We are only a few weeks from the election. We are both exhausted. Primo is going into full campaign mode, which means knocking on doors every day all day.
Which means he is not doing his usual home chores, which means if they are to be done, I am doing them, which I am, because I like living in a clean house.
We had this conversation last night about the cat vomit I saw on the carpet in the basement (where, by the way, there is about five times as much uncarpeted, raw cement floor than paid to buy and install by the square yard non-vomit or hair-repelling carpet):
Me: Hey! You said Shirley had vomited. I thought you had cleaned it up!
Primo: Yeah! I saw it this morning ON MY WAY TO DO LAUNDRY!
Me: Really? I saw it tonight AFTER WORK!
So then he cleaned it up while I watched the rest of season one of Madame Secretary, which was good - I accomplished my mission.
Although he does have time to go to Woodman's and buy, buy, buy. The list is just a suggestion. Most times, he goes off-list and that's not a horrible thing but do we really need
* three containers of Kim-chee flavored instant ramen soup
* ground turkey (Me: This stuff is 27% fat, you know. I never buy it. Primo: Oh! I thought just because it was turkey, it was good! Me: Yeah, they rely on that.)
* more frozen chicken breasts - we are trying to reduce inventory, not replenish everything - we don't have room in the freezer for the ten pounds of roasted Hatch chiles our friends bought for us and have in their freezer.
OK. I am being bitchy here and I said I would not do that. What does crack me up is that Primo has set the stock reorder point for toothpaste, razors, and toilet paper at 18 months. That is, Primo ensures that we have an 18-month supply of these products in the house at all times.
When the apocalypse comes and there is no toilet paper to be found, Primo and I will be in tall cotton.
Primo is getting so good! He has become a much better speaker. He is more confident and although the only pivoting he does is with me - witness
Me: They had the head of the DNR on the radio this morning talking about the cool stuff they have done to make hunting licenses and deer tags easier.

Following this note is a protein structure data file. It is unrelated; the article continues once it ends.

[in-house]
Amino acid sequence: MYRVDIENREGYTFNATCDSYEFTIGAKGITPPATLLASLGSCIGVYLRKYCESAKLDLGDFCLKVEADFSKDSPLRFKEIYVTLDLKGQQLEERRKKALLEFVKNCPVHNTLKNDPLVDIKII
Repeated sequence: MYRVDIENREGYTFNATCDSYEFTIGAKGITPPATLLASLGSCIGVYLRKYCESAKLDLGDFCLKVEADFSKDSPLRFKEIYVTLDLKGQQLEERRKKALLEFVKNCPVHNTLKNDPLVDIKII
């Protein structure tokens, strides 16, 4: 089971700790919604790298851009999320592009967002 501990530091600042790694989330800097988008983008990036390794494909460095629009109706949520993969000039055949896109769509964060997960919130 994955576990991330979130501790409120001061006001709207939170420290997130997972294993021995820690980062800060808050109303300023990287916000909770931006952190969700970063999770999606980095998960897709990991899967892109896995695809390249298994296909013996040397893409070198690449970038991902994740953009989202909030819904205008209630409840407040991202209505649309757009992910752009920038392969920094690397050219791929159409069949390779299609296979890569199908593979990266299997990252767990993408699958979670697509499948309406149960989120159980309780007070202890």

Primo: The head of the DNR is [bad because of political stuff]
Me: That's not what I want to talk about. You can report your deer online now! And you can keep your license on your phone! Or link it electronically to your drivers license so the game warden just has to scan your drivers license!
Primo: [political stuff]
Me: How come you can pivot with me but you always answer the question when some political person asks you something instead of pivoting to your agenda and your talking points?
Anyhow, he talked to the paper and then he had a live radio interview. The plan for the radio interview was to pivot to education, his main thing.
Me: Would you like some feedback on your speaking?
Me: Stop talking way before you think you are done.
Primo: I talk a lot.
Me: Yes. You are talking to friendlies. You don't need to convince them or to bore them with a lot of technical supporting detail.
But they asked him about all kinds of other things that had nothing to do with his platform, one of the main ones being about the legalization of pot, which both Primo and I support. I think all drugs should be legal. Adults should be able to ruin their own lives if they want. They are not, however, allowed to ruin the lives of their children, so if you want to spend your days in an altered state, as much as I think it should be very, very hard for the State to separate children from their parents, you should lose your kids.
Primo: They asked about pot. I answered, then I finally said, "I'd like to mention a few more things." I got in the stuff about education! It was at the very end, but I did it.
Like I said - he is getting good. :)
People have been contributing to his campaign! It's so bizarre and so, so nice. The absolute worst thing about politics is having to ask for money. I guess if we were really rich, we could spend a ton of our money on the campaign, but we are not really rich or even somewhat rich. We are ordinary middle-class people with one professional job between them.
Most of the contributions are small - $20 here and there, but even $20 is a big deal. That's four fancy coffees. Or a decent dinner out for one person. Half a tank of gas. It is not throw-away money.
But some of them are big - a couple hundred dollars. That is astonishing. We are so, so grateful to all the contributors and their confidence in Primo.